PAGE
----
FILM REVIEW: CUNNINGHAM.
HE REFUSED TO be known as ‘avant-garde’, but set fire to every dance cliché and rule that you can think of, in his outstanding and bold repertoire, answerable to no one. This was Merce Cunningham, celebrated in Alla Kovgan’s beautiful film, Cunningham, which features on this year’s Encounters South African International Documentary Film Festival, available online from 20 until 30 August 2020. Because of the ongoing pandemic, access to this festival is free of charge.
More than a conventional biopic, this work offers potent insight into the difficulty of being an artist, not one who kow-tows to things that refer to other things, but one who makes art with the instrument of his own body, listening to his instincts. Touching on the financial hardships which Cunningham’s company faced over the years, and their decision to tour America in their Volkswagen bus, the film speaks of the important collaboration between Cunningham and composer John Cage – and their friendship and brief association with Pop artist Robert Rauschenberg.
If you are not a contemporary dance/performance art enthusiast, however, you may find the minimalist music which thinks about the nature of noise and silence, as less than incendiary. You may not get the in-house jokes of movement and poetry. But this is more than just a portrait of an era. It’s about scratchy and magnificent chalk drawings which are animated, and Russian language learnt on the fly. It’s about knitting your own costumes and collaboration pushed to its depths.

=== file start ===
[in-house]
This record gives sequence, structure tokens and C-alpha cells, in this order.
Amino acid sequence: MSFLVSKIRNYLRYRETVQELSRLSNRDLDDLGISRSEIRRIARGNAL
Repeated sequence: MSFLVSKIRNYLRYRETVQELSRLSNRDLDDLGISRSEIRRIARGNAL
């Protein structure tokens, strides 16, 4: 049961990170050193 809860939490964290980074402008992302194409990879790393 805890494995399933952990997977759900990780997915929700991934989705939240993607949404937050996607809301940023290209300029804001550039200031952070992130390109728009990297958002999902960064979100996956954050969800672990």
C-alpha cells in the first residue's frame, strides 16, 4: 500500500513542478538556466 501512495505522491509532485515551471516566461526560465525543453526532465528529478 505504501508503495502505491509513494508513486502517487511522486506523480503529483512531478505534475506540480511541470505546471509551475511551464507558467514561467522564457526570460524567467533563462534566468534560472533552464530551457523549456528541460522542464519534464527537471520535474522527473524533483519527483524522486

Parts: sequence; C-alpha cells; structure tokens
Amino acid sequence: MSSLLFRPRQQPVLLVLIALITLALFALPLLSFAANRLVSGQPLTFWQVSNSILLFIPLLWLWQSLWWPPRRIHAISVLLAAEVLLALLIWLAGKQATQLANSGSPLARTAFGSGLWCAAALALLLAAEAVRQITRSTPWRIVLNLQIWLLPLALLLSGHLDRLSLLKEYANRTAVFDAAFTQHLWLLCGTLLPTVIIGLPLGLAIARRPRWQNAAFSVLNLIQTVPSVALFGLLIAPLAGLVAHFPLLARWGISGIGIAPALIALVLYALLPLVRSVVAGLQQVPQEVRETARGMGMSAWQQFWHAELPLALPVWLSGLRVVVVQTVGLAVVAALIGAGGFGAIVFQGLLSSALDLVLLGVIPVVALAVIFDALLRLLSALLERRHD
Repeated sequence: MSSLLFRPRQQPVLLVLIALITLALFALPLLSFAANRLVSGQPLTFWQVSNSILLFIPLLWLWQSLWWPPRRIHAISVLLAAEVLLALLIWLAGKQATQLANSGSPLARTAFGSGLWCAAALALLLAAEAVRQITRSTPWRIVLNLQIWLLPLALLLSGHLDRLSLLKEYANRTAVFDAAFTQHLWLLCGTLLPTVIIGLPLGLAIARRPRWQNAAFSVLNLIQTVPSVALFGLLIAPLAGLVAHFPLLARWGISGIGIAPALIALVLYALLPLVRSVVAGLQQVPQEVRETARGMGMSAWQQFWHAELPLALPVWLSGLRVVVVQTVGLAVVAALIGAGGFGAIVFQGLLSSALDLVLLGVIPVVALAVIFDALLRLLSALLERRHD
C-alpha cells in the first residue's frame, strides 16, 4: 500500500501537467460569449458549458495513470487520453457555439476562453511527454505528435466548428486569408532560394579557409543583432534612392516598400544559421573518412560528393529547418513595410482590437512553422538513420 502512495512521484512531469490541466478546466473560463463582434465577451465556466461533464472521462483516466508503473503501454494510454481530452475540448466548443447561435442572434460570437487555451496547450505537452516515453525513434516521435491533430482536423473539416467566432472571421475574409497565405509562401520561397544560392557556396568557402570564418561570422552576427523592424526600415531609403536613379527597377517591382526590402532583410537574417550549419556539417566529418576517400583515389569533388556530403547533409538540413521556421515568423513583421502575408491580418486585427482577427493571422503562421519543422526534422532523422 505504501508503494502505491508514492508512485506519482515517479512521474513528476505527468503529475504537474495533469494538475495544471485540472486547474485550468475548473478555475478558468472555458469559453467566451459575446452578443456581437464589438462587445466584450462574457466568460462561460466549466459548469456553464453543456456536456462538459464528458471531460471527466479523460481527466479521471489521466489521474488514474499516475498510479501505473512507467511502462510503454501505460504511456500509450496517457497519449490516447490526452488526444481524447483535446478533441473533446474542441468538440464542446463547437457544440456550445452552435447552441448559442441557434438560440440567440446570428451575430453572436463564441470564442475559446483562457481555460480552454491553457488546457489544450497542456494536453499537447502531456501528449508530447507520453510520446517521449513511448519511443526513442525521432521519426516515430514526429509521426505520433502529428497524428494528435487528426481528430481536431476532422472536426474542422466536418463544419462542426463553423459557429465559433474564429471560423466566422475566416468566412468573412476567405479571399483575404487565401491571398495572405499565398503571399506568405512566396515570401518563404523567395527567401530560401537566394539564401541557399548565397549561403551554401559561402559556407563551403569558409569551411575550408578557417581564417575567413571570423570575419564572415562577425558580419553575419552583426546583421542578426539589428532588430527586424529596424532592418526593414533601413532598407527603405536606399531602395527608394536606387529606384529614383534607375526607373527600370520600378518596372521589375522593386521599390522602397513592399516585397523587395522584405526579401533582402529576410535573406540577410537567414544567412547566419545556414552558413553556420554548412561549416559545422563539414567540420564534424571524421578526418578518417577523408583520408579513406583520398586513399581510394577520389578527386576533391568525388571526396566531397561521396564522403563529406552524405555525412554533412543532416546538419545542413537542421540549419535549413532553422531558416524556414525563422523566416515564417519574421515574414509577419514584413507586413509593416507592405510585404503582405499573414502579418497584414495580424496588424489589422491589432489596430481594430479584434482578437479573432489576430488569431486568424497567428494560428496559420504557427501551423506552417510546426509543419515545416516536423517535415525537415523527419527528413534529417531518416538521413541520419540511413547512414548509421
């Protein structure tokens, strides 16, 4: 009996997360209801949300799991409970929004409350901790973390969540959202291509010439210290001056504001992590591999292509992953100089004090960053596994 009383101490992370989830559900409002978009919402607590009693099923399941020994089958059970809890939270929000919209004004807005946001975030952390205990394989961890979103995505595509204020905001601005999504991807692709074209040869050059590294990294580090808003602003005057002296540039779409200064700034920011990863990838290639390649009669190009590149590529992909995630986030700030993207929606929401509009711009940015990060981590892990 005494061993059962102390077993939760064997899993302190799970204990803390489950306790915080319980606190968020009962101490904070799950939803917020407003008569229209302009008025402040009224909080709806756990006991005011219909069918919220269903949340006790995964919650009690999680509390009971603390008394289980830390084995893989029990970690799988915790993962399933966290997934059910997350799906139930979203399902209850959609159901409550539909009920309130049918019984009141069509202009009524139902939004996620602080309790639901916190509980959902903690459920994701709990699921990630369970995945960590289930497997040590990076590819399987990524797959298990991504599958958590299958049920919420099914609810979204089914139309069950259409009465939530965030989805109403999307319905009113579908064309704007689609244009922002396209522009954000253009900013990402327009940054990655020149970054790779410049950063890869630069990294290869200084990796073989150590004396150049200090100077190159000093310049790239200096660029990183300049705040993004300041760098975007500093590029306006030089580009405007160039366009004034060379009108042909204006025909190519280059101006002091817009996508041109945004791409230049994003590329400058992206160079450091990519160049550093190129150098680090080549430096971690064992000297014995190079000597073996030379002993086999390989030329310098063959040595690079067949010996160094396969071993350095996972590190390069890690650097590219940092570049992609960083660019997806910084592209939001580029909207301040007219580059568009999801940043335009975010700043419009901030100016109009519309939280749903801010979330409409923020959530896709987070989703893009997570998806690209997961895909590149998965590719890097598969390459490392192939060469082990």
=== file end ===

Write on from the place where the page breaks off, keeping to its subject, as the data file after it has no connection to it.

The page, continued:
But if you are a fan of performance, this is the kind of dance bravery which fuelled the kind of work made by South African choreographers of the ilk of Sylvia Glasser, Robyn Orlin, Elu and Sello Pesa, to name but a few, and which offers contemplative dialogue with what dance might actually be. And it’s very far from common easy rhythms.
Like the underlying ethos that informs Steven Cohen’s important work, Put Your Heart Under Your Feet … And Walk, the central thread tying this film together is Cunningham’s assertion that art is difficult, and the artist, having made one thing, must focus all their energy on making again. It’s the lesson of art that is often omitted from learning contexts, but the most difficult of all: keep on keeping on.
Cunningham does not paint a predictable picture of the force of nature that was Cunningham. There are no baby photos or class pics with one of the boys highlighted, here. There is no agonising over who his parents were or the kind of challenges he faced growing to maturity. We know that he made over 180 works and continued working until his death in 2009 at the age of 90. We hear his voice, see his energy, understand the simplicity of his focus – and also some of its complexity. It’s a fantastic portrait, but not necessary for every viewer.
- Cunningham is written and directed by Alla Kovgan. It features creative input by Jennifer Goggans and Robert Swinston (director of choreography), Mko Malkhasyan (photography), Alla Kovgan and Andrew Bird (editing), Francis Wargnier (sound and mix) and Volker Bertelmann (music). It features on the Encounters International South African Documentary Film Festival which runs from 20-30 August 2020, and this year is accessible online and without charge.
Categories: Arts Festival, Ballet, Dance, Documentary, Music, Performance Art, Review, Robyn Sassen, Uncategorized
Thanks for insightful this review Robyn. I look forward to seeing the film. Best wishes, Sylvia